Next said that total sales for the year to the end of January rose seven per cent to £4bn, up from £3.7bn a year earlier. Pre-tax profit jumped 12.5 per cent to £782.2m, up from £695.2m a year earlier.
This was at the upper end of expectations set in December which forecast full-year pre-tax profit between £765m and £785m.
While the high street retailer added 20 new stores, it also closed 22, leaving it with a total of 539 stores in January 2015.
Shares in the company fell as much as seven per cent to 71 pence per share in early morning trade today.
Why it's interesting
Investors will be breathing a sigh of relief today, as the retailer had been forced to downgrade its profit forecast last year for the first time since 1998, saying full-year profits would be lower after unseasonably warm weather.
This was an unusual move for the high street giant, which normally gives out cautious guidance, preferring to surprise on the upside (a tactic some of its rivals could probably afford to deploy more often).
More generally, Next's performance is a good indication of the general health of the high street. It tends to outperform the pack, but still acts as a bellwether for middle England and it suggests consumer sentiment is pretty good.
Next also gave an update on its expansion into China.
"The only significant new territory launched last year was China. Sales started slowly but are now exceeding our expectations and we believe that China will shortly be one of our top-10 trading territories," it said.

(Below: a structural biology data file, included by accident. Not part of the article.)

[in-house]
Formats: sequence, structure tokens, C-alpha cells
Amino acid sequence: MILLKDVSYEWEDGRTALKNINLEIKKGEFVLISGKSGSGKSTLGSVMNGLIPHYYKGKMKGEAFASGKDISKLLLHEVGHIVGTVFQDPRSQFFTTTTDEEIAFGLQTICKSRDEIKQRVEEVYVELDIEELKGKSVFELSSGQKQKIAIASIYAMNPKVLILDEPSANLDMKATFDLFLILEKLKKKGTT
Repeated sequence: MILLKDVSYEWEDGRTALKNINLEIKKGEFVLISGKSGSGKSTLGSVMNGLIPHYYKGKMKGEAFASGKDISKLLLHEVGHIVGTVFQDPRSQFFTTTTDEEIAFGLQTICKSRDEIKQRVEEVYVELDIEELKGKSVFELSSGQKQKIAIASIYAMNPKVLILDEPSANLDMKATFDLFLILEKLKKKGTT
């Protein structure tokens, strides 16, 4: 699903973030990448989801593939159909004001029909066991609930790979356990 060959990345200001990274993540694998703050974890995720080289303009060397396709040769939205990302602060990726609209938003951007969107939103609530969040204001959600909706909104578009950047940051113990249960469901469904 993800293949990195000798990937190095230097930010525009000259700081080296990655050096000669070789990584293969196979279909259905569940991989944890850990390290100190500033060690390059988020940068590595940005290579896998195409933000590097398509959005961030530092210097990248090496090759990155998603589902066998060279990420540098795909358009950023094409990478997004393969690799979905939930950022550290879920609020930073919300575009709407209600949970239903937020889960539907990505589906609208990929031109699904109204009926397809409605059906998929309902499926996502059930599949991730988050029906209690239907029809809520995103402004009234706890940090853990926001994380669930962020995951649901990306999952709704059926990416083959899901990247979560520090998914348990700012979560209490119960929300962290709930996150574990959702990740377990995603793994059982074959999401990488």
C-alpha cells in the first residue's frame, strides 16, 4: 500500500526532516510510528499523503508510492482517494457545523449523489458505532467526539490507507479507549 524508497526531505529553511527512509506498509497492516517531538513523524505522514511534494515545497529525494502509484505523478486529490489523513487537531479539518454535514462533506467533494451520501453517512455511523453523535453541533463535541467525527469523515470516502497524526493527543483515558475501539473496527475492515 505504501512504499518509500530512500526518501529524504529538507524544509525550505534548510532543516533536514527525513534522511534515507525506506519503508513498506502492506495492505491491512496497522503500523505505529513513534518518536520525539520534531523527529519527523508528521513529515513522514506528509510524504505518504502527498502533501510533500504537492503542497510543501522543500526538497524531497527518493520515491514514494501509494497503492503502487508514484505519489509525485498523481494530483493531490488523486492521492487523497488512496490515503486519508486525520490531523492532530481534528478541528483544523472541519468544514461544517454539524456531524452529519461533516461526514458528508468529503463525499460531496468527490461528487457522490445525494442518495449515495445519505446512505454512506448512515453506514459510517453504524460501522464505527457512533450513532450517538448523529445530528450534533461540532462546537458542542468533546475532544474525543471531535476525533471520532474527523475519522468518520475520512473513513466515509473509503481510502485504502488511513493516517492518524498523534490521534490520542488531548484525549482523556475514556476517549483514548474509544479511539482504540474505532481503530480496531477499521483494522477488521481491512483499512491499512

What Next said
The economy is growing, wages are finally rising, and unemployment is falling. But Next's chief executive Simon Wolfson remains cautious.
"The economic outlook for the UK consumer looks benign. Low price inflation, an end to real wage decline, healthy credit markets and strong employment all paint a more positive picture than in recent years," he said.
"Although the consumer economy looks benign, we remain very cautious in our sales budgets. While we are happy with most of our current product ranges, we recognise that some collections are not as strong as they were at this point last year."
"In addition, during the spring and summer seasons, we face very tough comparative numbers from last year, when sales were assisted by unusually warm weather. There is a potential upside in the second half as the comparative performance last year weakens, particularly in the third quarter."
Last year may well have been a blip, and it looks like things are back on track. But the real challenge will be in the medium term, as the absence of Next's long-standing product director Christos Angelides - who left last autumn for Abercrombie & Fitch - could well be felt.